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Presidio Motel proprietors Kenny Osehan and Chris Sewell.

Paul Wellman (file)

Presidio Motel proprietors Kenny Osehan and Chris Sewell.


Lodging Visionaries Lose Lease

Couple Who Brought Modernism and Media to the Presidio Motel Must Move On


Wednesday, September 19, 2012

After nearly a decade of bringing modernism, music/art parties, and media attention to the Presidio Motel on State Street, Chris Sewell and Kenny Osehan learned this week that their lease would not be renewed. The Yeh family, who owns the property, will be taking the motel back as of December 31, so the Santa Barbara couple is now distancing themselves from their flagship business and has already started reverting the motel from stylish digs to standard fare.

“It’s been our baby for the past eight years, and we are extremely saddened to lose the opportunity,” said Sewell, who took over what he called a “sketchy roadside motel” with his wife in 2005 and turned it into the stylish darling of Santa Barbara’s lodging scene, getting mentions in Sunset Magazine and the New York Times. “Since day one, we have looked at the Presidio as a community gathering place, not just a place to sell rooms,” said Sewell, who lived on-site for the first three years, opened a gift shop, and hosted popular annual events, such as Deck the Halls and Jill of All Trades. “It’s just a sad situation for us.”

Yun Pei Yeh praised the couple’s work and wished them the best, explaining that the lease had simply expired. “I am 80 years old,” said Yeh, “and as I am getting older, the objectives for the motel are changing.”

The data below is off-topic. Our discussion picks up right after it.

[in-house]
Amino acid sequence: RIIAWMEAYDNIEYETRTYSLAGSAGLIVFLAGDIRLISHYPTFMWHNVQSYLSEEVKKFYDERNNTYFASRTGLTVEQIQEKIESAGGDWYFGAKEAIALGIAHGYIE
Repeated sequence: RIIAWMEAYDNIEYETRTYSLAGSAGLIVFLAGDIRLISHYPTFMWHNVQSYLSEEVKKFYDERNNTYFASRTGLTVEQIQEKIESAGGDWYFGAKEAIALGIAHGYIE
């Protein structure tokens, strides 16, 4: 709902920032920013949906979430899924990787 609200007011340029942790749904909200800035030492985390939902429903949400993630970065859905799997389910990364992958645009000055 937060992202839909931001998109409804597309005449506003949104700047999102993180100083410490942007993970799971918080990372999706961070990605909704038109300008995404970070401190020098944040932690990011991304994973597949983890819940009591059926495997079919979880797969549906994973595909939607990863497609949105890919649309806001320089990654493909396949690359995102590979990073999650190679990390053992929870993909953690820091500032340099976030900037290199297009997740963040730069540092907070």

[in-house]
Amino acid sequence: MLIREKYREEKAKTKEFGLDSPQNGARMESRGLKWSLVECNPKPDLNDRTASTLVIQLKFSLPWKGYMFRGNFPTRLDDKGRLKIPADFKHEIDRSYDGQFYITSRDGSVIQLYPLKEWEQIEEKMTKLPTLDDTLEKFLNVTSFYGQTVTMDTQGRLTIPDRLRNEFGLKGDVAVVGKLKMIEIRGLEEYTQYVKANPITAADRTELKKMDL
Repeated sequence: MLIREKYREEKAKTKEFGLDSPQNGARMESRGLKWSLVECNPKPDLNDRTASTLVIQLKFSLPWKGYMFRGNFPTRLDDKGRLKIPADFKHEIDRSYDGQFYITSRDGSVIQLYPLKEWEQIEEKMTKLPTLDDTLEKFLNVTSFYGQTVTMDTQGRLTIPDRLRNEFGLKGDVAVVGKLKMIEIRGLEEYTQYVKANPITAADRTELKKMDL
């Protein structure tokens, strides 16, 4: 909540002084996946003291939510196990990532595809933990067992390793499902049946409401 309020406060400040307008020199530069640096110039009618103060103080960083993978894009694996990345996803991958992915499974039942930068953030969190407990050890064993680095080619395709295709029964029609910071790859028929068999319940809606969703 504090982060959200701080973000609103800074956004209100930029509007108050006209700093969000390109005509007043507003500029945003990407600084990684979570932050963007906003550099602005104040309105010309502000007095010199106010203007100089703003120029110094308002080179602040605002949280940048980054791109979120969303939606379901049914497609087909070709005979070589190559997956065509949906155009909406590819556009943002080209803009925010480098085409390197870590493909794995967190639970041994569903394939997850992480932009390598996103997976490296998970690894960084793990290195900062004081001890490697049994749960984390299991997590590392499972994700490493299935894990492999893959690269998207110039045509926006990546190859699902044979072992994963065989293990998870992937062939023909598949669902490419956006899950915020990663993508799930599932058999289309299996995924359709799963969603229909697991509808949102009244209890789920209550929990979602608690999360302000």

Sewell and Osehan — who also run the Agave Inn near State and Las Positas, the Hamlet Inn in Solvang, and are remodeling the Ojai Rancho Inn under their Shelter Social Club brand — understand that the owners have the right to take it back but believe that they were taken advantage of toward the end. “The only problem is Kenny and I had a lot of verbal agreements with them that they didn’t exactly hold up to,” said Sewell, most notably the $40,000 in shower upgrades they were encouraged to pay for this year. Those types of improvements aren’t movable, but — because the Yehs declined to buy the branding — the couple is already taking down everything that is, from window stickers and the website to the colorful sign.

The Yehs, however, said that they “were partners in the investment” and are “disheartened” to hear that Sewell is upset.

“We’re not trying to be spiteful,” said Sewell, who is now actively looking for another opportunity in downtown Santa Barbara. “We’re just trying to make it clear to the general public that we are no longer associated with this business and that we appreciate everything people have done for us over the years.”

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